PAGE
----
When you are trying to build a life as a new immigrant in a new country you often take your family for granted. That, however, is the worst thing you can do to yourself or to your loved ones.
When it comes to life as an immigrant man or woman, you just cannot take your family lightly. When you get your family dynamics right, it becomes easier to settle and be fully integrated here in Canada. And sharing with partners make this tough task easier.
When you move to Canada, the dynamics of your family and the way you do things at home will also need to be reviewed and re-adjusted.
What constitutes family dynamics is different from place to place, community to community. For instance, Africa is predominantly a patriarchal society unlike the matriarchal model of developed nations. Usually in Africa or Asia, men call the shots! Men assume leadership and decision-making roles and it is unusual for men to take on the tasks at home such as house-keeping and “mothering” the children. Most other cultures around the globe have similar practices.
Not here in Canada.
Here, men do the washing.
Men take out the trash.
Men babysit the children.
Men can stay at home while women are out working in offices.
In Canada, like most of the Western world, men and women share roles and responsibilities. The norm differs here from people to people. And without realizing it, some of these issues lead to unidentified or unspoken tension within the family and the society. This accounts for many failed immigrant marriages and relationships in Canada.
Be open to unlearn and relearn. Don’t be rigid in your traditional outlook and corner. The quicker you accept a different scenario and the quicker you adapt, the easier your life will be.
Here, how we define relationships among couples, siblings, and within the extended component of family is different. There’s a lot of individualism and less interdependence here. A different kind of pressure and tension might arise with having to learn a new language, especially for those in Quebec, Ottawa, etc.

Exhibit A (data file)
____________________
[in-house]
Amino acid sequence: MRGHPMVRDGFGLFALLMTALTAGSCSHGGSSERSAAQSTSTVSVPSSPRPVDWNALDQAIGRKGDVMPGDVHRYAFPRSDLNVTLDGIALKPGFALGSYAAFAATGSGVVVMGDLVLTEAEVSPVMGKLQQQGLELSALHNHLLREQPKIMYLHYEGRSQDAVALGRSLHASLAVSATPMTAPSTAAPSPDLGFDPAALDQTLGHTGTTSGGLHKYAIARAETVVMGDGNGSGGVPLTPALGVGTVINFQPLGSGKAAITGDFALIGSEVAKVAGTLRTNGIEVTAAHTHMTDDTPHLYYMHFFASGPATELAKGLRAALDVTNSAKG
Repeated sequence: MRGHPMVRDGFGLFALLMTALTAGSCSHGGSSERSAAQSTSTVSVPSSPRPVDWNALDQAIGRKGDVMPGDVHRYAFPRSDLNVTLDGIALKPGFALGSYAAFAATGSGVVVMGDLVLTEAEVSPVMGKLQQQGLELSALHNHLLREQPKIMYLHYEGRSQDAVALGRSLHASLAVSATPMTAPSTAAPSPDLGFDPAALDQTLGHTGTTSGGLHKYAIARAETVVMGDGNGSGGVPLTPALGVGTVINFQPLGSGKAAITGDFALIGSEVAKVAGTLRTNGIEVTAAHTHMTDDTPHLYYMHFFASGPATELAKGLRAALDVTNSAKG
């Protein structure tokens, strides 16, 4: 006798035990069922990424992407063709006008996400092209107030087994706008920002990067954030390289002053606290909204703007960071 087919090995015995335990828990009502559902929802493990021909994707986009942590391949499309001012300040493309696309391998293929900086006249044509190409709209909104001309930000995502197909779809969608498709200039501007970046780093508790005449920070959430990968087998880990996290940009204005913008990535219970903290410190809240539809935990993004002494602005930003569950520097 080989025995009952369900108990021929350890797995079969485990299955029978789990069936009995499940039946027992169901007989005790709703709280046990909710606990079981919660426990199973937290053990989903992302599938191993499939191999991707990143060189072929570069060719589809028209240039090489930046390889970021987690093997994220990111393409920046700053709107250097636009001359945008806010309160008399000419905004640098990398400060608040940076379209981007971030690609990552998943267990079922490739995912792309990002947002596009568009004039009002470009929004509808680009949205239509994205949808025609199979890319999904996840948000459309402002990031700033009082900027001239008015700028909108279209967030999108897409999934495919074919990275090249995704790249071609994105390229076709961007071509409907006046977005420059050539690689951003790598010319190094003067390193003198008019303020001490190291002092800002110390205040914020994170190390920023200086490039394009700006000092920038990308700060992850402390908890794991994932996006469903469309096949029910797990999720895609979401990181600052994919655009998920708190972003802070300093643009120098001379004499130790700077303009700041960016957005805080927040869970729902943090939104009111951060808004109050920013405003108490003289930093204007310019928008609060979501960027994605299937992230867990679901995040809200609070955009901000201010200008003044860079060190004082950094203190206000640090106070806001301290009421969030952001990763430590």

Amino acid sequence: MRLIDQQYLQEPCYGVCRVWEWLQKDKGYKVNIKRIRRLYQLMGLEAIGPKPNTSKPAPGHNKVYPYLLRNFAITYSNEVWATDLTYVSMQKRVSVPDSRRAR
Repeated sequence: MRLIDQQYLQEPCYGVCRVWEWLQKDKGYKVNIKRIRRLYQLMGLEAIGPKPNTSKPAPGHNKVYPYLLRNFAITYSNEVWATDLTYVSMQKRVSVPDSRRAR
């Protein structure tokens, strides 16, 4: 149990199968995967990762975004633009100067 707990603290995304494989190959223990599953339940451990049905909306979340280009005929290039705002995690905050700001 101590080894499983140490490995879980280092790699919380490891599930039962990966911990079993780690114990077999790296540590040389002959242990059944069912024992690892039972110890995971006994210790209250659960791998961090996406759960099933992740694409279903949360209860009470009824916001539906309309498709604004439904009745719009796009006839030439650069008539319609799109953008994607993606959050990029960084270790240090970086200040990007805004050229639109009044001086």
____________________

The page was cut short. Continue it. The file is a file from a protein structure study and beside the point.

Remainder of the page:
When you move here, the dynamics of your family and the way you do things will also need to change. There are many factors that can enforce change.
Here are some quick suggestions on how to protect your family.
- Realize that the issues are real.
Don’t live in denial or indulge in some form of blame game. Tensions are likely to arise and increase. And when there is tension, acknowledge it.
- The next thing to do is discuss the issues with your spouse, and then your children. Keep your discussion open. Let each person express their difficulties and expectations in constructive ways. Find ways to resolve the issues together through dialogue.
- Be open to learn, relearn and unlearn.
Embrace change. Don’t be rigid in your traditional outlook and corner. This is Canada and perception is different here. The quicker you accept this different scenario and the quicker you adapt, the easier your life will be.
- Raise your hand for help.
Everywhere you look here in Canada, there are different support groups that can help you. Ask around for where to seek and get help. If you are not comfortable going for counselling, find friends, extended relatives who you can talk to and take the necessary step towards addressing the issues. Join The Immigrant Life Community to rub minds with others.
- Be proactive in your approach.
Take only the steps that will mend broken walls. If things are broken beyond repair, be bold to leave it behind and create a new reality.
- You never can de-emphasize the power of prayer.
Pray about the situation individually and together as a family. It’s been said that a family that prays together stays together.
The journey to integration is long and can be a winding one. Adding loneliness or a disillusioned family to it will only make it harder and darker. It is not a path you want to take. Be intentional, therefore, about keeping your family together as long as there are no issues of abuse or violence. Help is always around. Find it. Seek it. Be guided. Be dynamic in your perspective and things will take a turn for the better.
Listen to the Episode 69 of the Immigrant Life Podcast